Hi All,
If I may toss out some thoughts on this…

1) Specific to the video Erica shared — a functional solution, but just remember that you are creating a “worksheet” that is inaccessible to screenreaders and therefore students with visual impairments will have a tough time. I will admit, I’m not fluent on screenreader capacity of Chromebooks, so I’m not sure if even a perfectly formatted PDF is easily dealt with? That’s a whole other issue, but one I assume someone on Chrome has already had to contend with given the number of Chromebooks out there.

2) More generally, if the fundamental goal is to elicit brief text response from kids to a question, then what about some other “simple” solutions like using a google form? If you are taking. The taking the time to reformat a pre-existing PDF into something writable, I bet it would be as quick or quicker to create a form. That would have the benefit of collecting the answers into a spreadsheet for you as a teacher to assess or otherwise have a quicker understanding of how kids are doing on the topic since all the answers would be in one place.

Or, simply a google doc. Yes, kids could alter the questions. You’d have to decide based on the age of your students how much of a headache that would be. If you are creating the worksheet, then I bet frequently you are creating it in a word processing tool like Google Docs anyway. You could simply leave it that way. Perhaps create a table in the document so that there are obviously boxes for students to type into for their responses.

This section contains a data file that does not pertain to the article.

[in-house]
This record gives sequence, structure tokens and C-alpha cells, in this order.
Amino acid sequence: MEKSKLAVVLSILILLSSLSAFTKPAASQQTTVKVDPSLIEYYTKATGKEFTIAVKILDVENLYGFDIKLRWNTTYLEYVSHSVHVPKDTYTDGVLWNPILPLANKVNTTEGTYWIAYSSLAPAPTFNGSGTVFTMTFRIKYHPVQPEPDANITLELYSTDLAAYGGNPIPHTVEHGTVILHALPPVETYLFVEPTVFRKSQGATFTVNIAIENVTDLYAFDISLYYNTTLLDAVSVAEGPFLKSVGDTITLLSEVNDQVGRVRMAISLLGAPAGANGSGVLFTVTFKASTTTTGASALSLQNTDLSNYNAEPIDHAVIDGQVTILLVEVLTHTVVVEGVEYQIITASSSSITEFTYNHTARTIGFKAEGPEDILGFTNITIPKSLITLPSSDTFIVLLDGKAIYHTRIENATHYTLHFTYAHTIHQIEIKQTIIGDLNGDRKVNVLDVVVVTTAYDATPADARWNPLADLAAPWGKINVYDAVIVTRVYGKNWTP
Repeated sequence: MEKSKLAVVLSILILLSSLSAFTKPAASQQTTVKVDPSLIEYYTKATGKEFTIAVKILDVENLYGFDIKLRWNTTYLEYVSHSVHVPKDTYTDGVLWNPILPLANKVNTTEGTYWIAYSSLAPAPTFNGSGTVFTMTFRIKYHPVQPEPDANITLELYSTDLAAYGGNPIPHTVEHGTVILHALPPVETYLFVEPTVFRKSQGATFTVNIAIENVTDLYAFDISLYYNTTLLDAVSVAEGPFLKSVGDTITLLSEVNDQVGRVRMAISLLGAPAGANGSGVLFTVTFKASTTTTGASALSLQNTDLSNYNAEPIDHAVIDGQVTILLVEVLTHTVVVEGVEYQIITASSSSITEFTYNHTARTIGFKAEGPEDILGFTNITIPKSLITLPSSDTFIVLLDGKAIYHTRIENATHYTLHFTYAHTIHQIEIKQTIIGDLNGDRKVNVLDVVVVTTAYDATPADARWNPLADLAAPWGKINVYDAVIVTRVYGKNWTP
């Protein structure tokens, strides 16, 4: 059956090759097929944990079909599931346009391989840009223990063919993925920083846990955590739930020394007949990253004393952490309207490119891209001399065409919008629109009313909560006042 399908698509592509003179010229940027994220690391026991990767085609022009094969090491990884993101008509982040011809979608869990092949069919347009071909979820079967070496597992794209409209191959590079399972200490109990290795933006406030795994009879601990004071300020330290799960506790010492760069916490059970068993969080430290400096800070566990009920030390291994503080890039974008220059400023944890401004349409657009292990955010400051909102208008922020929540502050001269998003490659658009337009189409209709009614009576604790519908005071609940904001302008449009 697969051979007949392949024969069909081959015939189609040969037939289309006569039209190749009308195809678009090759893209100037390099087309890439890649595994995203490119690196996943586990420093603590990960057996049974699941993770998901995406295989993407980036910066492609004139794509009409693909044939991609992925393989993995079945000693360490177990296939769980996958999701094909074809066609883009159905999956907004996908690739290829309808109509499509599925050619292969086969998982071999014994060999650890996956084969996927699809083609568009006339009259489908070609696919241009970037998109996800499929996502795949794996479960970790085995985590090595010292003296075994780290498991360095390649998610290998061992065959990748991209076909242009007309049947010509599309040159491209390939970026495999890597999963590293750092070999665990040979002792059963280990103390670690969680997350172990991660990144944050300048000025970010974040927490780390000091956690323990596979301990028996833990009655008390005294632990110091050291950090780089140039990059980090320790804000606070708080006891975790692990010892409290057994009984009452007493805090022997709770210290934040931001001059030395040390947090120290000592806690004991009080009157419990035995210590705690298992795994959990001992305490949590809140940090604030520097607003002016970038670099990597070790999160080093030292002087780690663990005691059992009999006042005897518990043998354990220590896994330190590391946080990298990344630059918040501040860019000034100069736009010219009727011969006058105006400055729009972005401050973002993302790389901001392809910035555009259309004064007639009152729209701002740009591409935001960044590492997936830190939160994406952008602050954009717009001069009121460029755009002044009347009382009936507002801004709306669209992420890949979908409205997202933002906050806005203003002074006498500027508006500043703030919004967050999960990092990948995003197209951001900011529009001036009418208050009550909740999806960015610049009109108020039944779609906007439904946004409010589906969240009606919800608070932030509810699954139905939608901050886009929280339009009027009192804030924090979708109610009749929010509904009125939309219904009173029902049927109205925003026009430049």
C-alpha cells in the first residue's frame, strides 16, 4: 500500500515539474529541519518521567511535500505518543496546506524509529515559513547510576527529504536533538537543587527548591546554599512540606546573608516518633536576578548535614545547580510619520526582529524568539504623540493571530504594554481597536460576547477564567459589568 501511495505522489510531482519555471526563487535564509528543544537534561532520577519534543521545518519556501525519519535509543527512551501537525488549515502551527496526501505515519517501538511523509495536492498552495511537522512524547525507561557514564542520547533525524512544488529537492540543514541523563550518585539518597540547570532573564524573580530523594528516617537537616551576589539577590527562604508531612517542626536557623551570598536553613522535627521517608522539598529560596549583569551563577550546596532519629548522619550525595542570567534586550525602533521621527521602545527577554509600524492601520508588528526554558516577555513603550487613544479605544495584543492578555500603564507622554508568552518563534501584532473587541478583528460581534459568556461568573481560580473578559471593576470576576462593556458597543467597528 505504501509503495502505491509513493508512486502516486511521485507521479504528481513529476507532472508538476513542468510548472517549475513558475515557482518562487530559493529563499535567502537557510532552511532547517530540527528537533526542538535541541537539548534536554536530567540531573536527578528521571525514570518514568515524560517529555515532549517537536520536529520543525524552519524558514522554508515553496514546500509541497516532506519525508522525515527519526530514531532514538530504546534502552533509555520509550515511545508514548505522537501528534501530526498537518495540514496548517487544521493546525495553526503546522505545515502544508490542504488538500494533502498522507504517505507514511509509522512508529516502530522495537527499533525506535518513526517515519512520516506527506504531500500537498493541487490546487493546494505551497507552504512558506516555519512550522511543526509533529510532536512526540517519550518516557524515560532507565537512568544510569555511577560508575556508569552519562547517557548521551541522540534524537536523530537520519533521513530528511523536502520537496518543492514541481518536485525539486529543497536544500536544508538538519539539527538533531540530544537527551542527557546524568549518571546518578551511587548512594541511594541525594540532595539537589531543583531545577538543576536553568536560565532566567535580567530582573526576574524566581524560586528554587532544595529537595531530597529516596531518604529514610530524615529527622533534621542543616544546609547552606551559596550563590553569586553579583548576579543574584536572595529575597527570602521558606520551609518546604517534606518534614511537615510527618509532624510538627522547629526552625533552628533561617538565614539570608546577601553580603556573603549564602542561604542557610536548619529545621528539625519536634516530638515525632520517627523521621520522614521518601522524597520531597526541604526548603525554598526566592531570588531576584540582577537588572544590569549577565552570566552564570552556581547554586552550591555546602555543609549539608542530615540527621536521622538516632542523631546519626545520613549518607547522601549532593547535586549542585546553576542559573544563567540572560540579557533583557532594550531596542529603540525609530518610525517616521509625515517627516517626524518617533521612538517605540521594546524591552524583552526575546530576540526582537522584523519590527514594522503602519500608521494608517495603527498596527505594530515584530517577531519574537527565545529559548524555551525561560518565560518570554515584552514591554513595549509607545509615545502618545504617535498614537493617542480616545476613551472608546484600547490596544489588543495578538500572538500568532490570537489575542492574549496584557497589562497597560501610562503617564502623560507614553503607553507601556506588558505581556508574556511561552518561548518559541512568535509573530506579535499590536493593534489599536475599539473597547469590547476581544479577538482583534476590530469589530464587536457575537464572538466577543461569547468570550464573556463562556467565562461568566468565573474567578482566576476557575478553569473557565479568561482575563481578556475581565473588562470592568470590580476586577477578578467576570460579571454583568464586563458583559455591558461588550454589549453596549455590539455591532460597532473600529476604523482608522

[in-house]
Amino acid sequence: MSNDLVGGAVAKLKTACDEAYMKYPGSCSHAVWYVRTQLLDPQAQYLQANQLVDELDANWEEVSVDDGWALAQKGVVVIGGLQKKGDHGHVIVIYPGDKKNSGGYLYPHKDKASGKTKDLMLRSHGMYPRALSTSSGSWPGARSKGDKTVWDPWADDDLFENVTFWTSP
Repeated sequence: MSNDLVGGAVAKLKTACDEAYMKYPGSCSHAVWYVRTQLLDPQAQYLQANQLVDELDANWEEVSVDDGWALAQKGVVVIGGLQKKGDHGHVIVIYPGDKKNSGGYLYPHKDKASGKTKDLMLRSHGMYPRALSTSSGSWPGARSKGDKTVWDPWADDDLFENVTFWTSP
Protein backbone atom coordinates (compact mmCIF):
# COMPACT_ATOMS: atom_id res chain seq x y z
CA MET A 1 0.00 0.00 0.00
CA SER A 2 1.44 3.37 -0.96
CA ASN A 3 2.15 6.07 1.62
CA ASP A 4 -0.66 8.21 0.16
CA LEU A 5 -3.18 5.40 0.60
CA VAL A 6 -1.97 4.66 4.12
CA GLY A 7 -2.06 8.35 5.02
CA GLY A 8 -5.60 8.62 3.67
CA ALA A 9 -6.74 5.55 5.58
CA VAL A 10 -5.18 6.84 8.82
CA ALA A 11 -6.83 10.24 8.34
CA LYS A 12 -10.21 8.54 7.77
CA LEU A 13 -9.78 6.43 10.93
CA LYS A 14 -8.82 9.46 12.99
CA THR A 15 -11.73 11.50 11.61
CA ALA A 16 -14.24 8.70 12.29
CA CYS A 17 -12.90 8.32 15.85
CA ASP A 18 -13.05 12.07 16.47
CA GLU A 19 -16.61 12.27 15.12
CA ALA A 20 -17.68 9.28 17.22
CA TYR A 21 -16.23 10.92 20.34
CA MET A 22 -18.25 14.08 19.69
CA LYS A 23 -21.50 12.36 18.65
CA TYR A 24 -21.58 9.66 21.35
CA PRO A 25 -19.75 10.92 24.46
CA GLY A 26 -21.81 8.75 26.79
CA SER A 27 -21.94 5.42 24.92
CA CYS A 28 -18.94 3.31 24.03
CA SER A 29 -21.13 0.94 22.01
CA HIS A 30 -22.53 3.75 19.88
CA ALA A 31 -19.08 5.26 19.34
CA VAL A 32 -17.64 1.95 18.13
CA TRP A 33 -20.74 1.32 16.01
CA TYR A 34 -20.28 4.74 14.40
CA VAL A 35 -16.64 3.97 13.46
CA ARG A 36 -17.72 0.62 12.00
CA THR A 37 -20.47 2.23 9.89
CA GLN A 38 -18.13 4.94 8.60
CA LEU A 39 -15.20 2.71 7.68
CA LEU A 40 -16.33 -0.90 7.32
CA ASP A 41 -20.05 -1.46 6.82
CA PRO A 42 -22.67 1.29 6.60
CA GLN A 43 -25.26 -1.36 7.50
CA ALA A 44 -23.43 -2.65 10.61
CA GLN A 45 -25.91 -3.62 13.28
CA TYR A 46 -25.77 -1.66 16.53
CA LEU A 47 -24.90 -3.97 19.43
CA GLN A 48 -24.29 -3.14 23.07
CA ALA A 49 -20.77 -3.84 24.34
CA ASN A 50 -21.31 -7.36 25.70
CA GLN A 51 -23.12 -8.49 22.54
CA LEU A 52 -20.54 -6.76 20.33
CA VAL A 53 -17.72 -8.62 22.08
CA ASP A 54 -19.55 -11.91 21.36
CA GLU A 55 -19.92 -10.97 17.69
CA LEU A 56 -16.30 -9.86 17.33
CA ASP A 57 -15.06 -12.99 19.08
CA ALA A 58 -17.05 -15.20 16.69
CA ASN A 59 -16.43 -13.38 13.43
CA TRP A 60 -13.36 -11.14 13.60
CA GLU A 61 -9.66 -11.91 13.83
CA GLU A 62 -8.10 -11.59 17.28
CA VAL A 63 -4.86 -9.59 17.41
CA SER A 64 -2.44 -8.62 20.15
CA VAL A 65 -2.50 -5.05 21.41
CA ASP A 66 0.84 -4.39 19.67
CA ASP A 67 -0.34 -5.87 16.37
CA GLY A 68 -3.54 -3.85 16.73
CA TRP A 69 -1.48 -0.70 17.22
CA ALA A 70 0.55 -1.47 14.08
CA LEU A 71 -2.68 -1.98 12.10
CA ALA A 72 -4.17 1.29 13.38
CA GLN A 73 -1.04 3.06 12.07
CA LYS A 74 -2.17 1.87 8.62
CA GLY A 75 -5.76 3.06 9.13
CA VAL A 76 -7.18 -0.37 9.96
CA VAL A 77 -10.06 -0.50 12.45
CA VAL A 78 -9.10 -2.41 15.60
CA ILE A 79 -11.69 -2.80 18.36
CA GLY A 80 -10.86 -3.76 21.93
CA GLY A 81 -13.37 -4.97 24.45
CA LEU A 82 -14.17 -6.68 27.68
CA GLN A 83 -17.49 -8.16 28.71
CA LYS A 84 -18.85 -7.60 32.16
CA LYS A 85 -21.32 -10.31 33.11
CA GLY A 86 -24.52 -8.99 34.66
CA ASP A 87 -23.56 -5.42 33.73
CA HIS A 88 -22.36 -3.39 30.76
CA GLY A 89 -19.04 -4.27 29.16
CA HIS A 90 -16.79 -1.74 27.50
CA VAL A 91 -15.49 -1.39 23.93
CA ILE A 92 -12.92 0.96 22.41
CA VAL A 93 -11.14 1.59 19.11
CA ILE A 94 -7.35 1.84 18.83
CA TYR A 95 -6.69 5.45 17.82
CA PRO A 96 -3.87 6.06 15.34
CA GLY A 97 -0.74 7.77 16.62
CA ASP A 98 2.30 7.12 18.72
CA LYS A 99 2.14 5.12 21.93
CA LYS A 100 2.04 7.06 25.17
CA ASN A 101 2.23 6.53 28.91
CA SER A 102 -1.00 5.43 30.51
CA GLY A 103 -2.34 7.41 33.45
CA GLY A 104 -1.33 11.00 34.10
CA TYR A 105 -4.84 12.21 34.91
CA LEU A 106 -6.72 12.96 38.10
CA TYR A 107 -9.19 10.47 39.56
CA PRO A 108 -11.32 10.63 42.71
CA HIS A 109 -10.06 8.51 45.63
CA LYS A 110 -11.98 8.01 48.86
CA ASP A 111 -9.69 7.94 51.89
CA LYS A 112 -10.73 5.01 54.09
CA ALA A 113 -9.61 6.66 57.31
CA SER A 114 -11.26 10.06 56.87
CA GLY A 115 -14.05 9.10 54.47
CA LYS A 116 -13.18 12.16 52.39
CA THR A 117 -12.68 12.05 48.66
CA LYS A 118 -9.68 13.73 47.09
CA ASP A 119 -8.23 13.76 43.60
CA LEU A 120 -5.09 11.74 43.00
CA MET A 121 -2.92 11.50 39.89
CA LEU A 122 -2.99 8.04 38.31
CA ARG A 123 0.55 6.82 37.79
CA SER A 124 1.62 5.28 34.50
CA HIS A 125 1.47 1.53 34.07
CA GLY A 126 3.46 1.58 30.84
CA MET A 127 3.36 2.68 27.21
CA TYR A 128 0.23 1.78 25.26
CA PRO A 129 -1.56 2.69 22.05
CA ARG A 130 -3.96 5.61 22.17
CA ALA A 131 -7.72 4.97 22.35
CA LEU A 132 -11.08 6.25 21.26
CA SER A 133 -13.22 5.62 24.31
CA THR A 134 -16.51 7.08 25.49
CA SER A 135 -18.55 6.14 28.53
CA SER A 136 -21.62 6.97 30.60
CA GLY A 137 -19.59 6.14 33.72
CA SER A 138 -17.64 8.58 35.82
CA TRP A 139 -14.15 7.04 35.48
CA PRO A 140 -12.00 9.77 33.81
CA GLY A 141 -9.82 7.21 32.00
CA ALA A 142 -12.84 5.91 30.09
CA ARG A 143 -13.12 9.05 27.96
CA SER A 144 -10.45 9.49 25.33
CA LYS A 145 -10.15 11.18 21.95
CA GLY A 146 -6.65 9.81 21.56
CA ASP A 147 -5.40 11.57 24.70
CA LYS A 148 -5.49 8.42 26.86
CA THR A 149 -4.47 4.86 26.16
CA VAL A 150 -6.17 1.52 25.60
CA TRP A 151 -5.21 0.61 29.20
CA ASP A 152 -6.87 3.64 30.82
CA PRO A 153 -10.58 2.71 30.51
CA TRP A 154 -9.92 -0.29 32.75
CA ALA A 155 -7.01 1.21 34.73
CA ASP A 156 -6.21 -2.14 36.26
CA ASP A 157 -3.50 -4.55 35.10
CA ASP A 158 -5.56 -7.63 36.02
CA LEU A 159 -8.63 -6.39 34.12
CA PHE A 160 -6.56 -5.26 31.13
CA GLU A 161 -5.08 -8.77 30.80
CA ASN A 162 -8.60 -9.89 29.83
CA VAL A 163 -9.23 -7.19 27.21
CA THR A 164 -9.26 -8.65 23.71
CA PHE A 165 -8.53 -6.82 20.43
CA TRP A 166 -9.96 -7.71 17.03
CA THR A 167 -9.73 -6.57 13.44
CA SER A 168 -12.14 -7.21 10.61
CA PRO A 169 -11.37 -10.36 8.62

Or, use Google slides, but just put one question per slide using the native slides formatting tools (ie don’t drop a jpg of text that isn’t readable by a screen reader”) and have the kids respond in the speaker notes section.

If you use any of the google tools in their native ways to generate and display text, then you should be creating an accessible document. If you add images, add alt text.

Bottom line, if you are creating a worksheet from scratch, I would avoid trying to create something that has to adhere to a traditional piece of paper if you know it will be completed digitally. Try and use a tool that lends itself to digital use and interaction like a form. If you know that you need something that will be used on paper, but also need a digital version, if you’ve created it, adjusting something from a word processing document into another native digital format is still simpler than converting to PDF, then back to digital.


Vermont Fest 2020 — Oct. 28-31, 2020

Jeff Mao
Executive Director
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On Sep 16, 2020, at 1:33 PM, Erica Zimmer <[log in to unmask]> wrote:

Here's a youtube video that shows you how to make an interactive worksheet in google slides

On Wed, Sep 16, 2020 at 1:30 PM Erica Zimmer <[log in to unmask]> wrote:
If you're teachers are using seesaw you can do that very easily in that. 

Also, if they do a screen capture to make the pdf an image file you can make an interactive worksheet in Google slides. 

On Wed, Sep 16, 2020, 10:11 AM Patricia Aigner <[log in to unmask]> wrote:
What have you had success with for kids writing on .pdf on chromebooks?
That will not conflict with Read and Write Google?

Patricia Aigner
Director of Technology 
Rutland City Public Schools
6 Church Street
Rutland, VT 05701


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